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Maersk Oil announcing more layoffs

Company this year already closed its office in Houston in an effort to control costs.

By Daniel J. Graeber
Maersk Oil announcing more layoffs
Danish energy company Maersk Oil announces plans to make further cuts to its payroll as pressure from low oil prices mounts. Photo by project1photography/Shutterstock

COPENHAGEN, Denmark, May 10 (UPI) -- Danish energy company Maersk Oil announced it was trimming its payroll in an effort to cut costs in response to the pressure from lower oil prices.

Crude oil prices in April rallied nearly 25 percent, or roughly $10 per barrel, as investors took note of the expected return to balance in a market characterized by heavy supply-side pressures. Compared with last year, however, the price for Brent crude oil, the global benchmark, is down 30 percent. Oil prices at this point in 2014 were well above $100 per barrel.

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Maersk Oil said it was cutting about 40 positions from its regional offices. Despite efforts to cut costs already, the company said lower oil prices continued to put pressure on its earnings.

"Today's changes are necessary to ensure our organization reflects the current market and aligns our costs to our activities," CEO Jakob Thomasen said in a statement. "We must continue to balance the realities of the tough market conditions with the growth agenda for Maersk Oil."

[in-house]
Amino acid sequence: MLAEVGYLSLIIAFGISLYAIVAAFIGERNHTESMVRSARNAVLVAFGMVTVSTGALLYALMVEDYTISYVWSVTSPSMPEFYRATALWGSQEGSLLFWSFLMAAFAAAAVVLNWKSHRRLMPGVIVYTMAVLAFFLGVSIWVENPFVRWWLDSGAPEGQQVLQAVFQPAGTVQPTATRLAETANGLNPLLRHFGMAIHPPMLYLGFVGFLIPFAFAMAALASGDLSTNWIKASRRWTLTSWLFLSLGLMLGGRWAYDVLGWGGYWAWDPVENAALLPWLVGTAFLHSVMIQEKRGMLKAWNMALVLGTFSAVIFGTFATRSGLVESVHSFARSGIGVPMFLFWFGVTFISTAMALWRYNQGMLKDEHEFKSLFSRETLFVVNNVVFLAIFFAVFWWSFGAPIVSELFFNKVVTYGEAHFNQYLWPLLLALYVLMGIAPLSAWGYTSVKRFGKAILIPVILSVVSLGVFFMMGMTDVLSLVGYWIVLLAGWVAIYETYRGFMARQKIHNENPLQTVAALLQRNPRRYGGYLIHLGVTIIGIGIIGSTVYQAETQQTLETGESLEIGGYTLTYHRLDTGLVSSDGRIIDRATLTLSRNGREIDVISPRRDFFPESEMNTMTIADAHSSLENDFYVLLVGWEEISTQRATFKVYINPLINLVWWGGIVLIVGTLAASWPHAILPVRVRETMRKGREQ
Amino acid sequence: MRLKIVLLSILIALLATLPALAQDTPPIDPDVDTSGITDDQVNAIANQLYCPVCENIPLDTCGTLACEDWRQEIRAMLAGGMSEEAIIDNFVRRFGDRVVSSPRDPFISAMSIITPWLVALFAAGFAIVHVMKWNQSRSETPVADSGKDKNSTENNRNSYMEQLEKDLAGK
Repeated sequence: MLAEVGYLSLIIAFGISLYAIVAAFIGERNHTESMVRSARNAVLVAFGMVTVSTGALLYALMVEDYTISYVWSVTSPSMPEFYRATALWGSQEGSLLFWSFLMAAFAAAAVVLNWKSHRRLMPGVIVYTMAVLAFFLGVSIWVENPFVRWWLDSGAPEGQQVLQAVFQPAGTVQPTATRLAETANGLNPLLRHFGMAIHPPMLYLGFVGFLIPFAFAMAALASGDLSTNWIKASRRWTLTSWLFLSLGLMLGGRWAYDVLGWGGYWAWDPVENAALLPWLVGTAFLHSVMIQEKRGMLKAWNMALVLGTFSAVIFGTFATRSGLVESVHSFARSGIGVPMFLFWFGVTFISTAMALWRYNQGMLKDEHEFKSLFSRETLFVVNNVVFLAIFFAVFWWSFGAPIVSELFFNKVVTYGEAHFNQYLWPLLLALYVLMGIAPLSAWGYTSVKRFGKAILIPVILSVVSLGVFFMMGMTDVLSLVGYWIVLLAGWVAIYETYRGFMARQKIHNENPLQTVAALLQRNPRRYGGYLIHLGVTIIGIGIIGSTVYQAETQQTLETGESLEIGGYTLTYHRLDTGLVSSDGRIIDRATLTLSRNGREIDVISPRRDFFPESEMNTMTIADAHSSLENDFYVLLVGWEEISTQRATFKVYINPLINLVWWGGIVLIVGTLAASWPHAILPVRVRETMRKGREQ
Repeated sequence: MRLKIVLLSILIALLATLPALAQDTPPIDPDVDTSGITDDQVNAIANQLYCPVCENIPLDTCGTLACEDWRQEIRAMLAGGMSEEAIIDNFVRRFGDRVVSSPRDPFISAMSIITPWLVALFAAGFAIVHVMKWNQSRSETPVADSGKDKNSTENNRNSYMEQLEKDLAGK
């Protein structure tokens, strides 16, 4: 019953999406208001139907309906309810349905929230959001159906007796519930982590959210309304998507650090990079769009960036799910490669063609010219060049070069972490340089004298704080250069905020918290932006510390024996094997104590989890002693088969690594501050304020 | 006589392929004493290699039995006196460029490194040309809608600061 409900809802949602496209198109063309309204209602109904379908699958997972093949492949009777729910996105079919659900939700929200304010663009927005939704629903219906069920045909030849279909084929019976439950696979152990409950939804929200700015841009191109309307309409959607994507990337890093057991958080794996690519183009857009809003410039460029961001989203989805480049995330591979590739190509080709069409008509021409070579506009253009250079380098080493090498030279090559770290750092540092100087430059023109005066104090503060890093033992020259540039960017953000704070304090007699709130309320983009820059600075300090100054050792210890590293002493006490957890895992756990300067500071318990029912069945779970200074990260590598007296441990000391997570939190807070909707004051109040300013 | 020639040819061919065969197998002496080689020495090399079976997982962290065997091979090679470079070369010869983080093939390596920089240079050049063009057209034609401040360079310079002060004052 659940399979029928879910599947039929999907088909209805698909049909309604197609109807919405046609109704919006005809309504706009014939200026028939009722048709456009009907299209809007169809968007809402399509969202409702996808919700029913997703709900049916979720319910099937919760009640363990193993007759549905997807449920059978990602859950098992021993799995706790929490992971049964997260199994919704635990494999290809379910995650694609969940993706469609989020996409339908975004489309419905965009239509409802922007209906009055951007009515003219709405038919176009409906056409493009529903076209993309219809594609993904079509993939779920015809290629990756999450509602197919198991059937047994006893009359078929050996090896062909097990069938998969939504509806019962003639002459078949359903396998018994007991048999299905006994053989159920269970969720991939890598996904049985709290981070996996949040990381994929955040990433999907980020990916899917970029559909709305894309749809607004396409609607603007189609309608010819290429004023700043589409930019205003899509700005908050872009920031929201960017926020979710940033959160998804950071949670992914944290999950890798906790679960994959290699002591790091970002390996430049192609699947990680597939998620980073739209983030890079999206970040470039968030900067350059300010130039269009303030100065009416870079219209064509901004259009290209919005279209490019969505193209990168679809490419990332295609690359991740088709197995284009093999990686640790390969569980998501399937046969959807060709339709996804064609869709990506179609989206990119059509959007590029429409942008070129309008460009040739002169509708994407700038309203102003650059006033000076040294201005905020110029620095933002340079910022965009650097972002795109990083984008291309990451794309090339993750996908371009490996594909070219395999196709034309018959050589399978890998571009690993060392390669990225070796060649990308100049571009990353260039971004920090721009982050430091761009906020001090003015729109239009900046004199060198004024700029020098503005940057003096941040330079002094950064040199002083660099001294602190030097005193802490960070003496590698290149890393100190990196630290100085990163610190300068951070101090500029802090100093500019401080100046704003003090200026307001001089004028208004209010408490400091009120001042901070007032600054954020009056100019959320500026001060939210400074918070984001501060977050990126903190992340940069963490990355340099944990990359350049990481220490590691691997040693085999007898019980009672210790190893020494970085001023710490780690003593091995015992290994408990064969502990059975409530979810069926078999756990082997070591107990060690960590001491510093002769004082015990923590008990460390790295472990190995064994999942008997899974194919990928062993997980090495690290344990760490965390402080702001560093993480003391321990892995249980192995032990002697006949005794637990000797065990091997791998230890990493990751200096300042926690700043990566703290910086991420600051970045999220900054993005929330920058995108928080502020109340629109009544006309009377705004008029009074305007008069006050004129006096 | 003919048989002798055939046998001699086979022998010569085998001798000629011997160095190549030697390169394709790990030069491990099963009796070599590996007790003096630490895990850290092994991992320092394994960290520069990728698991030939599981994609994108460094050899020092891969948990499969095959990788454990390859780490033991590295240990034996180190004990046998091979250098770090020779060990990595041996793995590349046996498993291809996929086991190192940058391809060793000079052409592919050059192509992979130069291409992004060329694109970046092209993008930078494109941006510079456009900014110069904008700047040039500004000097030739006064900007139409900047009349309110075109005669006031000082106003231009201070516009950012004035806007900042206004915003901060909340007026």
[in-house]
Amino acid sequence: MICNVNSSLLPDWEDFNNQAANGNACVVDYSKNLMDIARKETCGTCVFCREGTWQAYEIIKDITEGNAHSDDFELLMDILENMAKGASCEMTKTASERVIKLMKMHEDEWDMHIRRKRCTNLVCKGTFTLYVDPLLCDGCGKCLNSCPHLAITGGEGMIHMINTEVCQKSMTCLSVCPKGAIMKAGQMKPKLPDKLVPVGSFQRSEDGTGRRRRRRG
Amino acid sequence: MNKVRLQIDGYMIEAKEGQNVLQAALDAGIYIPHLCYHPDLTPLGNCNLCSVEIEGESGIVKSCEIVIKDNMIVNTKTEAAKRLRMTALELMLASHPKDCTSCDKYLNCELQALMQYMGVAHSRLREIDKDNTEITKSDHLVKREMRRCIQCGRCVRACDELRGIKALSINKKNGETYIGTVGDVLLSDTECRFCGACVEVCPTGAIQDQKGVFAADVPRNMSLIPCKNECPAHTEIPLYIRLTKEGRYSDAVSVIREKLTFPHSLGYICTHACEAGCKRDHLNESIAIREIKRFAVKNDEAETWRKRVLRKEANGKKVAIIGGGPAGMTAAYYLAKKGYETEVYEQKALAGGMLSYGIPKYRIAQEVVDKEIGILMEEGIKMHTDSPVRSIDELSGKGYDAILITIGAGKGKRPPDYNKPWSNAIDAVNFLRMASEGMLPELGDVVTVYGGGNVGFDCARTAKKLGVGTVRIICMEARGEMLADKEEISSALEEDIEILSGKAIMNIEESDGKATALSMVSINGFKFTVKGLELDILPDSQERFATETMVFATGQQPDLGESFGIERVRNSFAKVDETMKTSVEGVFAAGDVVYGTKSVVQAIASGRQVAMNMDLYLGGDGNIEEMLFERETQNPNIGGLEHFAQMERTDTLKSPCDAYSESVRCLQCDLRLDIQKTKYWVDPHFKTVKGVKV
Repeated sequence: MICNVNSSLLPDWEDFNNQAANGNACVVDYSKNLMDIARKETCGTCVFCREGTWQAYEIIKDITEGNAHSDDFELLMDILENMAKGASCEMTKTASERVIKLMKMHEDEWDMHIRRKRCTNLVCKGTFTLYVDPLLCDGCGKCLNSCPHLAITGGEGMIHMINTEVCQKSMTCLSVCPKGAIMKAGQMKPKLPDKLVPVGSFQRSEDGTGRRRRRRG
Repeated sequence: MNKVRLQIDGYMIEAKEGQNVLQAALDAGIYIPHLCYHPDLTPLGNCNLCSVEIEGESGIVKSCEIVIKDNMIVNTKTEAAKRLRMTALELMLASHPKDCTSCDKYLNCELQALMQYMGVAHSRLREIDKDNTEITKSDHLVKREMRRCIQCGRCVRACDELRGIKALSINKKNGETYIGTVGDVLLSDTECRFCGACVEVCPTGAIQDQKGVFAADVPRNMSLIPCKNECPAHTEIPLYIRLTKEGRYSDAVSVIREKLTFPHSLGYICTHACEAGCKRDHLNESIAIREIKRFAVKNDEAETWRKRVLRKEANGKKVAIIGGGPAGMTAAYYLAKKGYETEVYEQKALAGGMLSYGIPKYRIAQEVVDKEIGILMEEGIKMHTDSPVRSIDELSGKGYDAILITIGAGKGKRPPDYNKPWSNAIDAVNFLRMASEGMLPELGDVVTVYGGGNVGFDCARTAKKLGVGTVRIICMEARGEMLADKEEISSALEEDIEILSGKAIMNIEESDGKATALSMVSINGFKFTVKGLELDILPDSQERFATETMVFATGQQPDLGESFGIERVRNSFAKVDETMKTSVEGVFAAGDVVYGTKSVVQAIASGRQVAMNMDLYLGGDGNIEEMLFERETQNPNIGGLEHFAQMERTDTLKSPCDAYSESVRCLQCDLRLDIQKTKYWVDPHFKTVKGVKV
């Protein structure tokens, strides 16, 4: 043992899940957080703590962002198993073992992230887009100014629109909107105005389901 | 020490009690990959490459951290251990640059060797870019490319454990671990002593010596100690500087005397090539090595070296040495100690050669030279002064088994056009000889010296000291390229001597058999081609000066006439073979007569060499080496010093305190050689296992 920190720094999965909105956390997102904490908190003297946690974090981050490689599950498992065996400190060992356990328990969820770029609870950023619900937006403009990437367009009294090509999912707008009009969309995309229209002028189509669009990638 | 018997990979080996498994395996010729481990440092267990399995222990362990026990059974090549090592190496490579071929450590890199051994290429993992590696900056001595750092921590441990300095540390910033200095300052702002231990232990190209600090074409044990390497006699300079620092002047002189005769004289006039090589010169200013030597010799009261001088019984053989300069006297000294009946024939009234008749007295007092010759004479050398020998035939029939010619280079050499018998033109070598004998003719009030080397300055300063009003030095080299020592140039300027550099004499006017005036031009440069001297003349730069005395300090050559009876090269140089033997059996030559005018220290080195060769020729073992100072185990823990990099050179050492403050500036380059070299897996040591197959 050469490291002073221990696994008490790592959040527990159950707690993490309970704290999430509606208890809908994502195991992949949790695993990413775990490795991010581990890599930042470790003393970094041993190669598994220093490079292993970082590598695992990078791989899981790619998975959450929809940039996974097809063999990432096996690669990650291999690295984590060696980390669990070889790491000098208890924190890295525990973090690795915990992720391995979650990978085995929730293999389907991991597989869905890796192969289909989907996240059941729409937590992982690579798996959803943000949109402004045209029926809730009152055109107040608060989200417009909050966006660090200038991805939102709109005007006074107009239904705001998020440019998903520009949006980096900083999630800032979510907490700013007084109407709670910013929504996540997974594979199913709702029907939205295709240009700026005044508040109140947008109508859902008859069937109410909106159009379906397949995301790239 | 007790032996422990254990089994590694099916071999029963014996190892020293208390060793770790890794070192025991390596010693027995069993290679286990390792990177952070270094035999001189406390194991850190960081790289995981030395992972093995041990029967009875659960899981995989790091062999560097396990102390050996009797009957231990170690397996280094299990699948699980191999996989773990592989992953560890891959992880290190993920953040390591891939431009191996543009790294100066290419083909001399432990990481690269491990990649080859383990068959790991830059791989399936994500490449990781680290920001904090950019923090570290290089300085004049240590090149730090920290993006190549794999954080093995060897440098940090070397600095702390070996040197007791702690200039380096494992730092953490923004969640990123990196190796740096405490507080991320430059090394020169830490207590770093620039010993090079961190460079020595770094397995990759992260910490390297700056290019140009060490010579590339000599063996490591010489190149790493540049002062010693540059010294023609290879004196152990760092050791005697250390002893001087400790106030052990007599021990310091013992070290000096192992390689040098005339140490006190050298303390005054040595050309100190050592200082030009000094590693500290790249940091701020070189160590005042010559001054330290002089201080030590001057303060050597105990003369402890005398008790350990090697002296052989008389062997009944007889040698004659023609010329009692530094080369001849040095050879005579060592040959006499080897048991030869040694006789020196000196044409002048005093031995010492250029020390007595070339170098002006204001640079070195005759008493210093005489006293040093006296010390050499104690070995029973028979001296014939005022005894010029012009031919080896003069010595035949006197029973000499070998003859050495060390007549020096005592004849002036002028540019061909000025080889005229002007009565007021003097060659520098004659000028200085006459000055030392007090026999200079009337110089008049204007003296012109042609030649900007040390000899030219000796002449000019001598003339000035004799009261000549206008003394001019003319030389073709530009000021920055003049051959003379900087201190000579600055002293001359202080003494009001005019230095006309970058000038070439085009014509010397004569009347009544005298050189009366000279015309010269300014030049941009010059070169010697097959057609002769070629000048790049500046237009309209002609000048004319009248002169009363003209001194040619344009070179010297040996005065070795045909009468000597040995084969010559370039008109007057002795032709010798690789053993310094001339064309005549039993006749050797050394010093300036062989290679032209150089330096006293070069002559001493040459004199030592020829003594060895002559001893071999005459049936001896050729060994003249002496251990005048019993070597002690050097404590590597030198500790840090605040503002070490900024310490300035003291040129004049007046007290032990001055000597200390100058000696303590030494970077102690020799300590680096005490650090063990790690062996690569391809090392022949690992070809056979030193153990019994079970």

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The company already said this year it would manage its U.S. assets in the Gulf of Mexico from Copenhagen as it shuts down its offices in Houston, laying off about 60 people. Early this year, the company suffered a blow when Norwegian energy company Statoil canceled a contract with the Danish company's drilling unit.

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Elsewhere, Maersk Oil said it was trimming operations in Angola, leaving only a handful of employees behind to manage its Chissonga oil project in the West African country.

The company said Tuesday it's been able to cut expenses to the point that it was breaking even if oil is priced at around $43 per barrel, on par with the recent average.

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"However, the business is continuing to look for ways to reduce exposure to investments that deliver high break-even costs," the company said in its statement.

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